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June 2009


There is a Chinese Proverb that states: “Learning is a treasure that will follow its owner everywhere.” The path of learning is one that Sister Arlene Winkler has followed throughout her life, and this month, as she celebrates her 80th birthday, she shares the highlights of her faith-filled journey.
The Winkler family
She was born on June 21, 1929 in Leipsic, Ohio, to Louis and Lauretta (Lammers) Winkler. At baptism she was named Mary, her father’s wish, and at her reception into the Hospital Sisters of St. Francis, she was given the name Arlene, her mother’s wish. She has two older sisters and one younger brother and sister. She and the family members worked together on the farm hauling hay, hoeing corn, and blocking sugar beets.
“We often gathered for music with my Dad playing the violin and my mother playing the piano. Prayer was our daily food, and as I child, I remember that at night we prayed three Hail Mary’s so we would know what God wanted us to be when we got older. My Dad said that ‘God has a plan for each of you and you must pray to find out his plan – for you’ll never be happy in life unless you follow it’.”
Decision for Religious Life
While she had witnessed the example of two aunts and several cousins who had made the decision to enter religious life, she also was open to the idea of it for herself. “During a high school retreat, Father Raymond discussed the Hospital Sisters of St. Francis with me, and I wrote a letter to the Provincial. When I received a response inviting me to the Community, I knew this was where God was leading me,” Sister Arlene explained. Her entrance date happened to conflict with her sister Hilda’s wedding, but there was no question in Sister Arlene’s mind as she explained how she couldn’t be a bridesmaid and gave the bridesmaid’s dress to her other sibling.
Throughout her 58 years in religious life, she has had served in Litchfield, Highland, and Springfield (including St. John’s Hospital and St. John’s Tuberculosis Sanitarium). She also has served in various capacities at the Motherhouse including Occupational Therapy and Activity Department. In 1973, she began a Candy Striper program for high school students to assist the Sisters at the Motherhouse. “In looking back at this time in my life, I began to realize the value of what it means to be among those who are ill, what it means to be no longer in ministry or work, and how to be present to those who are dying was very important,” she said. “There is such a value in listening to our Sisters who have lived such a productive life. They have such deep faith and have made our community what it is today.” “I love the elderly because they are full of wisdom and are very inspirational to those who listen.”
Example to others
In 1971, Sister Arlene was diagnosed with macular degeneration, and while it has affected her vision, she has not let it have a negative effect on her life. Over the years, she has shared her gifts as a nurse, occupational therapist, photographer, author, vocalist, trumpeter, PSR teacher, and one who loves to crochet. She has completed seven courses for the Hadley School of the Blind, wrote volumes of research on topics including family genealogy, History of St. John’s Hospice, and a significant interview with Monsignor James Gatton, priest director of the Hospital Sisters of St. Francis from 1936-44. Technology has called her to continue reading through an overhead projector connected to her zoom text computer screen. She also is able to communicate by e-mail and is a user of the Internet.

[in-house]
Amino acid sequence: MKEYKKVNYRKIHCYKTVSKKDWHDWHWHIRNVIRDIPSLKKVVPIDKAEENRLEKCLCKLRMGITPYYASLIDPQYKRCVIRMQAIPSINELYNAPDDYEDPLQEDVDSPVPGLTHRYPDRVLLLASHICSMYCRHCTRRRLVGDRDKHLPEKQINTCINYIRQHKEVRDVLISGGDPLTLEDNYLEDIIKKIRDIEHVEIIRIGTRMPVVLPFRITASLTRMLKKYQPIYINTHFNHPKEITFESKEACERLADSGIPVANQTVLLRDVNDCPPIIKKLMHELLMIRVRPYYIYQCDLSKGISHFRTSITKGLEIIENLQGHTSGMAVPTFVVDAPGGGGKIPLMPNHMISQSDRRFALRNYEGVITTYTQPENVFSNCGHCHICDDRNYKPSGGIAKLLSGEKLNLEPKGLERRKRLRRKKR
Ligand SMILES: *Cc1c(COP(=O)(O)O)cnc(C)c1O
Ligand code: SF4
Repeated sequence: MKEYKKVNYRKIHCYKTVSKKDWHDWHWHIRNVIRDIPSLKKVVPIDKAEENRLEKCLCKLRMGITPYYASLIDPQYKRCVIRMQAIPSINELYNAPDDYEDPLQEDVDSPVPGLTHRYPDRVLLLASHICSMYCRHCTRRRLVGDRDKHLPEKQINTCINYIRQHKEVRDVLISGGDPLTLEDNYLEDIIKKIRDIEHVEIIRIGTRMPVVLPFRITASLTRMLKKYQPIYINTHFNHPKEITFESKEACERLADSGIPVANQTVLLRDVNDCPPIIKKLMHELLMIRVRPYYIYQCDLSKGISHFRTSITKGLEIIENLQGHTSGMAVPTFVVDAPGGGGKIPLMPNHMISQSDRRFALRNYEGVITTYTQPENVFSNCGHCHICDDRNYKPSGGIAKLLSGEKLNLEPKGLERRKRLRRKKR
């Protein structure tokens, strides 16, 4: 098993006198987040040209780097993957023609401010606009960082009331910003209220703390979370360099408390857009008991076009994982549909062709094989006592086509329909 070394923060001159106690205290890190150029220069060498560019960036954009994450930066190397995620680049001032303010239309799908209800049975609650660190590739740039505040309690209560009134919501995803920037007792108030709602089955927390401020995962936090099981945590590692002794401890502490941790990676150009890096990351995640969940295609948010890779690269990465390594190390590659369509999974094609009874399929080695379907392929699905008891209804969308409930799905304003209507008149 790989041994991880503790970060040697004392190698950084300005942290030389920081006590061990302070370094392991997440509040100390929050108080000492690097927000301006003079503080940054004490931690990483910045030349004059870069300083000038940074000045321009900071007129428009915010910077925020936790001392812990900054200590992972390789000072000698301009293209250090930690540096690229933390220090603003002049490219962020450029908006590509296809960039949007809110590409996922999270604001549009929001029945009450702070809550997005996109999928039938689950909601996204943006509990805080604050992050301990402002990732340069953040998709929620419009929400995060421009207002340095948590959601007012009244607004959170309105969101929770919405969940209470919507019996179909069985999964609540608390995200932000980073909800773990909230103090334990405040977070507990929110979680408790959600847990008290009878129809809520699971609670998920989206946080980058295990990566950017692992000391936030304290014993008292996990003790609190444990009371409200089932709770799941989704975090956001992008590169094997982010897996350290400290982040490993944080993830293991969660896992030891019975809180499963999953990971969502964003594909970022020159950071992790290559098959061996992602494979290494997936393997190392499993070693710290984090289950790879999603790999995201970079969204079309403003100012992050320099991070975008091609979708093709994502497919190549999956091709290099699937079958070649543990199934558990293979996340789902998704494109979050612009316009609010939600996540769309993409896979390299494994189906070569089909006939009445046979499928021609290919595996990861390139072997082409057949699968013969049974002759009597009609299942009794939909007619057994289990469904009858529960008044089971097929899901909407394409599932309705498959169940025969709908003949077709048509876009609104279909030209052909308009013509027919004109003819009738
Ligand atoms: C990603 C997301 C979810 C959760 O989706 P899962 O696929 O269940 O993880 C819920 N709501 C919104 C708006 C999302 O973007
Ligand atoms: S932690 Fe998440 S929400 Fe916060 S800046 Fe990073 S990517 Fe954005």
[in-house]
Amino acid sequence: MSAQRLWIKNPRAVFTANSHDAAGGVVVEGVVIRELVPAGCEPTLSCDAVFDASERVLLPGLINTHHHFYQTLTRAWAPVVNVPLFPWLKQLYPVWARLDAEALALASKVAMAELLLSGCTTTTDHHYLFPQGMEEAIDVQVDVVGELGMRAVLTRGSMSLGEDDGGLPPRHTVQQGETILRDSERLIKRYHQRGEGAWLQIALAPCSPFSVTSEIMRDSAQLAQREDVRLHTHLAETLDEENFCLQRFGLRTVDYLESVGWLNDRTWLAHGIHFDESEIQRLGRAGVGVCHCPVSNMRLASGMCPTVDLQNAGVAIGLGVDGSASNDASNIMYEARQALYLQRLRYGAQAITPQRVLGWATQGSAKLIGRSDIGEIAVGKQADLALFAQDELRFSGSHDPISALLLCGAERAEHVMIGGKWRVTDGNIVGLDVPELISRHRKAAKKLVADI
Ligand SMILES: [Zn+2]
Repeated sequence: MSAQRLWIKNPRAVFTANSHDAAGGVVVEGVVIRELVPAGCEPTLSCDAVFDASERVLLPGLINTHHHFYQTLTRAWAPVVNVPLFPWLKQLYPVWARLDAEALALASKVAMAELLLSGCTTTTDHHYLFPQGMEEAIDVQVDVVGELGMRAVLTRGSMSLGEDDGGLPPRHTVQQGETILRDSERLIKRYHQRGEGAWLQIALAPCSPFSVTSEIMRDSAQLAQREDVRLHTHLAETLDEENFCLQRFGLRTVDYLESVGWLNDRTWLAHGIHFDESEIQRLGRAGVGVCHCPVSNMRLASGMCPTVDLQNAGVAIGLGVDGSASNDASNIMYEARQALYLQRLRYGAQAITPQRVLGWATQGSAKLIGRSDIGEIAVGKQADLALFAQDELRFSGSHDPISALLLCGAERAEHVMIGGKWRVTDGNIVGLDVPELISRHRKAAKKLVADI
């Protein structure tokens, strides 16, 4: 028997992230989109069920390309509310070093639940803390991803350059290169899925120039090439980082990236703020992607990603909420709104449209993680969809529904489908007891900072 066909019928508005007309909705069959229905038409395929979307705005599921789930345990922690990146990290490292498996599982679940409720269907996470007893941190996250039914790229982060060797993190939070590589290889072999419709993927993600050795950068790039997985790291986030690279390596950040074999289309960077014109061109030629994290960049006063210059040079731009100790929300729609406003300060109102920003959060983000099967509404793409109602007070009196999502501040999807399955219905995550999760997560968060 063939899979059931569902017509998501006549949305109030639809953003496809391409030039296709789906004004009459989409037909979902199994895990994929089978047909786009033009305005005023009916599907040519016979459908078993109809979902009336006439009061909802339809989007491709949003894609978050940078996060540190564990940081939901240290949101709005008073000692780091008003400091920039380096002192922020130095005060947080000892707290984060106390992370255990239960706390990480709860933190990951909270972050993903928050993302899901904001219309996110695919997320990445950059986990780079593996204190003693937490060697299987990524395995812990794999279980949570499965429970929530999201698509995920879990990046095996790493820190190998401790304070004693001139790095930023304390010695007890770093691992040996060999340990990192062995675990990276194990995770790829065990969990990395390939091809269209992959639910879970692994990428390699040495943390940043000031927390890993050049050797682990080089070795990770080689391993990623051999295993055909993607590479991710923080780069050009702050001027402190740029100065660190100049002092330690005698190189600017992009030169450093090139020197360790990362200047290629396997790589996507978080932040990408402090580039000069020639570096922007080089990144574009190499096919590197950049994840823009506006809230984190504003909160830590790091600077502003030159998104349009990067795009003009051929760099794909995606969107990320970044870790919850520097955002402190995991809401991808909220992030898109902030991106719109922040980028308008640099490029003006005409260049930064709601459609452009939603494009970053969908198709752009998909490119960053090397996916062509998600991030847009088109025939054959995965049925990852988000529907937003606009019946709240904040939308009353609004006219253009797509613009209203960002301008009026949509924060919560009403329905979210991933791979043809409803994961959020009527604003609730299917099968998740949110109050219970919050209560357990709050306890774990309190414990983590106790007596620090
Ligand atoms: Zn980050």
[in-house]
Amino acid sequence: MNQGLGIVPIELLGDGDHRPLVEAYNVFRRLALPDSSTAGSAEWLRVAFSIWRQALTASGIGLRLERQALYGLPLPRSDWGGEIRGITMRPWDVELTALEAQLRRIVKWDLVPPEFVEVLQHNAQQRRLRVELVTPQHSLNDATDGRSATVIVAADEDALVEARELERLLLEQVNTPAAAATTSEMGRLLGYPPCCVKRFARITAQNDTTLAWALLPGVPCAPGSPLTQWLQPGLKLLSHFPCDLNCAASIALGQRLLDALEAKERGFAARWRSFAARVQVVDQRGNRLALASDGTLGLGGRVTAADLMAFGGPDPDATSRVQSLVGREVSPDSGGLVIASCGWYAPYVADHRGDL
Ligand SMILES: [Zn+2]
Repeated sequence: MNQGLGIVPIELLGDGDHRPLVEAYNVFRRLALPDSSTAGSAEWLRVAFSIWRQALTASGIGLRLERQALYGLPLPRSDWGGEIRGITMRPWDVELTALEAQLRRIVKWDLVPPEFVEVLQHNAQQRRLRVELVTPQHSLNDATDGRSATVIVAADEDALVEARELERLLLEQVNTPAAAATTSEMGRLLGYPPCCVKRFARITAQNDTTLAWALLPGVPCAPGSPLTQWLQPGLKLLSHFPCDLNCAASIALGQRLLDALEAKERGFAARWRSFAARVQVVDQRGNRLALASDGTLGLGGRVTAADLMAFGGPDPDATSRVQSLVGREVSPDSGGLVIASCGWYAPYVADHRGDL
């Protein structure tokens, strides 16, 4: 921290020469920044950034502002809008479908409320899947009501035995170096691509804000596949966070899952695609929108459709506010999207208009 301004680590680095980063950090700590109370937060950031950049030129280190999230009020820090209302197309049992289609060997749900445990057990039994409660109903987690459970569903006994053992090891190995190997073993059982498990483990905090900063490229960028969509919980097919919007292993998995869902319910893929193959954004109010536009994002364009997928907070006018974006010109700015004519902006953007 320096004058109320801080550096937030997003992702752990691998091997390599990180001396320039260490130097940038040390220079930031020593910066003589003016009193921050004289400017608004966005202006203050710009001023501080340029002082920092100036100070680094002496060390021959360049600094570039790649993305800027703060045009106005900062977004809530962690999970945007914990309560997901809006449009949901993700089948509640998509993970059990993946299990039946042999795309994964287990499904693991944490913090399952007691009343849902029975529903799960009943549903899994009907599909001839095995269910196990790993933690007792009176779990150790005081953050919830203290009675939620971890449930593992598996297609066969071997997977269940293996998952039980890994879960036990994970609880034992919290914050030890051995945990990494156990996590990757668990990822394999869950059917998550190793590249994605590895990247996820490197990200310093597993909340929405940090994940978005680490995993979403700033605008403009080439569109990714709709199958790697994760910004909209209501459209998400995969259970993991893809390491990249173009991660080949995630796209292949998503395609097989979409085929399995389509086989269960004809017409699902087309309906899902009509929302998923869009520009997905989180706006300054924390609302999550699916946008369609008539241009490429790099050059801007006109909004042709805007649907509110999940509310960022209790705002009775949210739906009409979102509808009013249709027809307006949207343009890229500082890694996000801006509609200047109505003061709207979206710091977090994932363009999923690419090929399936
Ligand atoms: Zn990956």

Since 1993, she has been a volunteer at St. John’s Hospital as a Hospice Team Member. “I love my work in hospice and have learned so much from the patients and their families. Sometimes I even sing songs I have composed. Patients share stories and countless words of wisdom. It has been a privilege in being present to the dying at such a sacred time and a gift from God,” she said. I thank the community for letting me use my gifts.”
Following her graduation from St. John's School of Nursing, Sister Arlene earned a bachelor’s degree from Marillac College, a master’s degree in gerontology from Sangamon State University, a certificate in clinical pastoral education from St. Francis Medical Center (LaCrosse), and a hospice training course from St. John’s Hospital (Springfield). She has been recognized by the University of Illinois at Springfield with a Loyalty Award in 2003. She still maintains her involvement with its Alumni Association. She also continues to work as a bereavement volunteer at hospice and is an example to many. She has experienced the gift of journeying as a pilgrim over the years to the Motherhouse in Germany, Assisi, Rome, and the American southwest and northeast. "It is such a blessing in community to see these places where we have originated from and where the spirit of God is present." Her closing words resound in each of us: “Learn all you can from others, especially the elderly - their journey of faith, despite obstacles at times, is a gift for the next generation.”

Hospital Sisters of St. Francis 4 849 LaVerna Road, Springfield, IL 62707 (217)522-3386
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